Waste dropoff season begins

FAIRMONT – Starting today, folks can drop off their solid waste in a safe and legal way.

“Summer is the time to do this; we’re not open in the winter,” said Billeye Rabbe, solid waste coordinator for Faribault and Martin counties. “It’s an important aspect of keeping a household clean and in order.”

The solid waste collection events include household hazardous waste every Wednesday through September, from 9 a.m. to 3 p.m. at Prairieland in Truman. The collection is free.

Items can include, but aren’t limited to, aerosol cans that aren’t empty, aluminum cleaners, ammonia-based cleaners, household insect spray, degreasers, floor care products, furniture polish, metal polish with solvent, oven cleaner, paint (latex or oil) and window cleaner.

“If it says ‘danger,’ ‘poison,’ ‘caution,’ or ‘warning,’ you can’t dispose of it in the trash,” Rabbe said.

If the product is released from the container, which could happen in a packer or garbage truck, it can be dangerous, “so they have to be handled differently,” Rabbe said. “They’re worried about it getting into land or groundwater. That’s why it needs to be taken out of the garbage stream.”

Sometimes, whether something is deemed hazardous is determined by how much of a product remains in a container, or if it’s solid or liquid. For instance, an empty aerosol can should be placed in the regular garbage.

“If it’s liquid paint, then it needs to come to the HHW collection,” Rabbe said.

Rabbe noted that the solid waste office will still take ag chemicals from farmers at no cost.

“We’re supplemented by the Minnesota Department of Agriculture,” she said.

Rabbe says she hears some questions frequently. One involves the number of items someone can bring. Those with many items probably should give Rabbe a call beforehand.

“We’re pretty busy on Wednesdays, so we might want to make special arrangements for another day,” she said.

Another thing people want to know is whether they should pour similar products, like paint, into one container?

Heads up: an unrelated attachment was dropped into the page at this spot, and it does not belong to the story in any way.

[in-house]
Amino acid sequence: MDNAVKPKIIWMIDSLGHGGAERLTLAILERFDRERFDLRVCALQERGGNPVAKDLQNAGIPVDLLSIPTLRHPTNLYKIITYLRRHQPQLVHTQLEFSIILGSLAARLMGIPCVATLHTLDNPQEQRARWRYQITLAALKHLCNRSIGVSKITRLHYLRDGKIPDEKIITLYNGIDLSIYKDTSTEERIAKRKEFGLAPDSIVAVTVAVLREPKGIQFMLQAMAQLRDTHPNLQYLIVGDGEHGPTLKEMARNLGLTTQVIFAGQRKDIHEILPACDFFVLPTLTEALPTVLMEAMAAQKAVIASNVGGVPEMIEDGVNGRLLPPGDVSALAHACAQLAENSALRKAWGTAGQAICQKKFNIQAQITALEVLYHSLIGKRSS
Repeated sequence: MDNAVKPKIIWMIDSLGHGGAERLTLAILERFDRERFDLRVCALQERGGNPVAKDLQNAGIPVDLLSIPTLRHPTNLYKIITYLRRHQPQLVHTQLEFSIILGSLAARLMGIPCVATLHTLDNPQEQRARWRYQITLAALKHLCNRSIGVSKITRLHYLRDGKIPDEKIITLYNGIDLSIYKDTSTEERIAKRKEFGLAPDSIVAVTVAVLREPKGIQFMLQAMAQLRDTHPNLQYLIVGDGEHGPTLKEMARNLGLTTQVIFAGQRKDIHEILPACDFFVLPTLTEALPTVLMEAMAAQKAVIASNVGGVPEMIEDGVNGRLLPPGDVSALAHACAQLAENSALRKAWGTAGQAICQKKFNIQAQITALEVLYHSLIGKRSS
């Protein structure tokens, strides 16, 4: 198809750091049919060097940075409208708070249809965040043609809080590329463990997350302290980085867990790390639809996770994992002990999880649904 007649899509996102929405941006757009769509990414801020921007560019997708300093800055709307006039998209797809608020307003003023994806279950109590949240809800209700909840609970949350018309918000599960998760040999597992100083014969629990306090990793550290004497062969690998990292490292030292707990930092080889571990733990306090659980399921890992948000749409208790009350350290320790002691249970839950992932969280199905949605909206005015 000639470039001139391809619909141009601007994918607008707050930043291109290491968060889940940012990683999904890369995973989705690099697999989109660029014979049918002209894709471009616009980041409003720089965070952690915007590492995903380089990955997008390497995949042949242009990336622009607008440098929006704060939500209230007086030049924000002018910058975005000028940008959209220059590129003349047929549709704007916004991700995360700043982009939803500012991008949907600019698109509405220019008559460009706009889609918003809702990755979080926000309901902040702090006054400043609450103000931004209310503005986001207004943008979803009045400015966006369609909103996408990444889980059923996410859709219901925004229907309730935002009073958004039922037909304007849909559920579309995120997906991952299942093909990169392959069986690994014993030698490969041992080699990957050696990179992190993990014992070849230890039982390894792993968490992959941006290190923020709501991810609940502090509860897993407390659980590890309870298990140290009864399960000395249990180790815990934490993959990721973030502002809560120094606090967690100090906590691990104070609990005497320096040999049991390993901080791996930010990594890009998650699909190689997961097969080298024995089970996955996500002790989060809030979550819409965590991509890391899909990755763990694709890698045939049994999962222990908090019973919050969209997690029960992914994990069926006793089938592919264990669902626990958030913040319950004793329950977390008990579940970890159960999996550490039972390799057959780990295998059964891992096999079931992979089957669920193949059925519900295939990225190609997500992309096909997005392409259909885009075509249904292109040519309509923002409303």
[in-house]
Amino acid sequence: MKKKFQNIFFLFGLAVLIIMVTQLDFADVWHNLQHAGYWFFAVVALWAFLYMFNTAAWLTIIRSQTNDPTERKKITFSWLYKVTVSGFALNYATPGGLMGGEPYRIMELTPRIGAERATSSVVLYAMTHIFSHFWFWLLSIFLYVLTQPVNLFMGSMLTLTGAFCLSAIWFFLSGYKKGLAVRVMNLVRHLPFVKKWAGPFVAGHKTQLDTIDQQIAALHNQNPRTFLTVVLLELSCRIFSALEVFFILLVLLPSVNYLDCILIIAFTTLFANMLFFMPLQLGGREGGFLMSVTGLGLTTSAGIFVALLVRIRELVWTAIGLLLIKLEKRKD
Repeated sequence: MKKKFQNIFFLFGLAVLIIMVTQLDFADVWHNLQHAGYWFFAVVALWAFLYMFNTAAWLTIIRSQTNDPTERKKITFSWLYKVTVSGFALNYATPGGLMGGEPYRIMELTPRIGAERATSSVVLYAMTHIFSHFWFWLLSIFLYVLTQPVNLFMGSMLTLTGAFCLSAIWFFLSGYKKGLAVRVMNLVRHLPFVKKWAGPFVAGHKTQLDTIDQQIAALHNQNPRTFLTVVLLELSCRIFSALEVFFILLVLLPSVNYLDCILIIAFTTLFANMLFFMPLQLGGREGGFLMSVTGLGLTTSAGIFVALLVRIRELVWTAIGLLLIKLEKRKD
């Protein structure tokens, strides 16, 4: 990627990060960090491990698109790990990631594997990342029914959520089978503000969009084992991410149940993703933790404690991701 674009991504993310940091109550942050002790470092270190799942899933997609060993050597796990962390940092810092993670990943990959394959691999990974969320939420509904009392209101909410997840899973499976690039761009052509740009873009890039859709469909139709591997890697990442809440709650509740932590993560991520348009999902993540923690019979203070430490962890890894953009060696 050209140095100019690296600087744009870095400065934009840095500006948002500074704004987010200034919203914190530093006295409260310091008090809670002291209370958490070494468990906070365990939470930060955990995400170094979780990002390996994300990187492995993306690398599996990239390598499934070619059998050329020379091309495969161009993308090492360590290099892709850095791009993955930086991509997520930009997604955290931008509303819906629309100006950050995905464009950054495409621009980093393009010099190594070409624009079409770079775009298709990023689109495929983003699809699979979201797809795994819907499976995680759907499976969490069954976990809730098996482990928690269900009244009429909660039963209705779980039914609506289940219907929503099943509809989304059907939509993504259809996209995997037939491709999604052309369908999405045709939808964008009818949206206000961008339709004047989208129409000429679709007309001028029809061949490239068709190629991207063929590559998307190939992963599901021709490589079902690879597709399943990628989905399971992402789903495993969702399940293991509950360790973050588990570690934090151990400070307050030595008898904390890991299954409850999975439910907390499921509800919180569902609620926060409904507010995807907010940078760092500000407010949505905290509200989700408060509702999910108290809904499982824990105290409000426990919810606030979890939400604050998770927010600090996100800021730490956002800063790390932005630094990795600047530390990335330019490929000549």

“Absolutely not,” Rabbe emphasized.

The people who handle the products need to see each label. Just because it is all paint doesn’t mean it can all be treated the same.

The household hazardous waste collections aren’t the only ones; sanitation companies will accept appliances, electronics, furniture and garbage during business hours. Call them for details.

Rabbe also will host specific days in most communities in the two counties, beginning with a collection for Delavan on Tuesday.

“The first big day is May 11 in Kiester,” she said.

Elmore’s is May 16. For a complete list, contact Rabbe at (507) 238-3115 or (888) 783-3110.

She also mentioned that Blue Earth Chamber of Commerce is organizing a citywide cleanup from 9 a.m. to noon Saturday at the Faribault County Fairgrounds. Household waste is free; there is a charge for other items. For more information, call Cindy Lyon at (507) 526-2916.

Appliances such as refrigerators, freezers, dehumidifers, stoves and dishwashers cannot go in the regular garbage.

“It’s illegal to dispose of anything with a cathode ray tube in the garbage,” Rabbe said.

“Most parts are recyclable; every part of the computer is recyclable,” Rabbe said. “We make sure they go to licensed recyclers.”

Fairmont’s big collection day is June 11, Rabbe noted. It’s one of the few places that tires will be accepted.

“If you can’t make it, call me and we’ll work something out [on the tires],” she said.

One of the last opportunities will be the Martin County cleanup Sept. 18, but Rabbe hopes folks won’t wait that long.

“Honestly, I do make lots of arrangements for a lot of people in between times,” Rabbe said. “If you have a question, don’t be afraid to call.”